Here's How Alligators Survive Freezing North Carolina Waters

Casey Dawson
January 10, 2018

The Shallotte River Park Swamp posted a series of videos to YouTube recently to show how the reptiles survive is such cold temperatures. When they feel that water is freezing, they move their nose out of the water and go into hibernation and try to preserve body temperature until the snow melts. "So, what happens when the water or air temperature is too low for them to be active?"

With their bodies on ice, alligators go into a state of dormancy called torpor in which their metabolism slows considerably.

"In that state, they are still alive, still moving, but very lethargic", Howard said, describing torpor.

"(It's) just an absolute awesome survival technique and these guys were built tough millions of years ago and they remain tough today", Howard said. He just wants to make them more comfortable while they wait out the cold.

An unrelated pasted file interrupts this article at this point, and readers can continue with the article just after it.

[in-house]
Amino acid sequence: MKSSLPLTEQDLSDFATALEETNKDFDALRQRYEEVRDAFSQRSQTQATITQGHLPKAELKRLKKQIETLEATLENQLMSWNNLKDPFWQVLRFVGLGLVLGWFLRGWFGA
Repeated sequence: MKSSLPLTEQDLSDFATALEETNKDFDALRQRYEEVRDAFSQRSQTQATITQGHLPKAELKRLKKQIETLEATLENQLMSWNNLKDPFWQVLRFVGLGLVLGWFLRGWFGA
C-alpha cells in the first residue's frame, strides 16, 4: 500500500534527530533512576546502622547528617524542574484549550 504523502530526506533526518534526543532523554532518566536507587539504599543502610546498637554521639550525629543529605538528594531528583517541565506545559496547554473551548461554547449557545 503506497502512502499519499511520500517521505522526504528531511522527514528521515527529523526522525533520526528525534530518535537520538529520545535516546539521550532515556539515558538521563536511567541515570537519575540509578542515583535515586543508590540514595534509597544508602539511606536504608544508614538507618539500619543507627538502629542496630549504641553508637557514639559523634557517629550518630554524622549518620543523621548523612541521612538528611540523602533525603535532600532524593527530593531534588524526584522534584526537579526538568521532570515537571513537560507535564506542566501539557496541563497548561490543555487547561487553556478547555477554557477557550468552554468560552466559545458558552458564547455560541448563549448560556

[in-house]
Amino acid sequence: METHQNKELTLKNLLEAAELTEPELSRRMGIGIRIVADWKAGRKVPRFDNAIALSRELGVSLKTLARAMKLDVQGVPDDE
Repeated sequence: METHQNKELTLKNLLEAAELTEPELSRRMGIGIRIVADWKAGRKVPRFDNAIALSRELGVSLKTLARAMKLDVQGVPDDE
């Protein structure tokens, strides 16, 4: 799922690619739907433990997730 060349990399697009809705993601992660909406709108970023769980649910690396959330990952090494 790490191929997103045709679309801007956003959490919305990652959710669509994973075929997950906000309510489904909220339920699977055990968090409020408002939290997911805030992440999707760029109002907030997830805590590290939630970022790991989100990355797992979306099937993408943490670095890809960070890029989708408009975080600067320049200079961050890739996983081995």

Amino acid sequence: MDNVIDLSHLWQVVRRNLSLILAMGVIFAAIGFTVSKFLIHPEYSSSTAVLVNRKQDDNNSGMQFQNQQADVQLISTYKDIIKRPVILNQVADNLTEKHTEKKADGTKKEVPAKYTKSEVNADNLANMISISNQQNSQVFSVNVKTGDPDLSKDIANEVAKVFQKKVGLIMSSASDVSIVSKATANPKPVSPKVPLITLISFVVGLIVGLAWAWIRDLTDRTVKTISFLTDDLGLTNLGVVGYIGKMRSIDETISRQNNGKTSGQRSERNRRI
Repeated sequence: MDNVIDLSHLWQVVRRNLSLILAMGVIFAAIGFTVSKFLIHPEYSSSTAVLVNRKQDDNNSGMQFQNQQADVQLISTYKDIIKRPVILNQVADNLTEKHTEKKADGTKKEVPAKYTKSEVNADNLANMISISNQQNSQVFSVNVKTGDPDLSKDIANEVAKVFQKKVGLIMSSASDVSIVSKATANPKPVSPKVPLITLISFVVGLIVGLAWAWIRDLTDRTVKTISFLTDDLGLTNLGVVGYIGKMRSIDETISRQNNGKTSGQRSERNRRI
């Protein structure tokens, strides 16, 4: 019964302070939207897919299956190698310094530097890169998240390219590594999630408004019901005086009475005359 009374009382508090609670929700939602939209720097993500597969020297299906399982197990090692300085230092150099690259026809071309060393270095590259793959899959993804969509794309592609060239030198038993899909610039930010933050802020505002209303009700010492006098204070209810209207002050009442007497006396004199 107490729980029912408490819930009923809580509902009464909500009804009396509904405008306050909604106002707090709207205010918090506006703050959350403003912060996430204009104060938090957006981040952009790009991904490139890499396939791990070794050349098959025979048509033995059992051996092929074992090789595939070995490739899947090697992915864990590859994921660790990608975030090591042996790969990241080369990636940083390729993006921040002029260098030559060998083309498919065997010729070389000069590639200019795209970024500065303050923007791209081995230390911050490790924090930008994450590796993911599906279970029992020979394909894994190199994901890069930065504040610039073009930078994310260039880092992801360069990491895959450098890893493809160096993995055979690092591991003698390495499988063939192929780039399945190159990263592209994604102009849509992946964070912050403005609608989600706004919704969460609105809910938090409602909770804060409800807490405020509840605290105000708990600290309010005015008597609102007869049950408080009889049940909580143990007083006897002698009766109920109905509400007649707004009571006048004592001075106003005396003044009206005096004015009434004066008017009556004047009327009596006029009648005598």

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Bone-chilling arctic air has created unsafe conditions for a large portion of the United States and has resulted in at least 18 deaths since the beginning of the new year, including four in North Carolina traffic accidents and three in Texas. "Their bodies like the warmth".

However, a layer of ice had formed on top of the swamp in the Shallotte River Swamp Park in Ocean Isle Beach last Friday, and stayed solid throughout the weekend.

"It's 65 degrees here today and the waters have melted", Howard said Tuesday. "And it made sense immediately why they were doing it".

Have you ever wondered how alligators survive in the winter?

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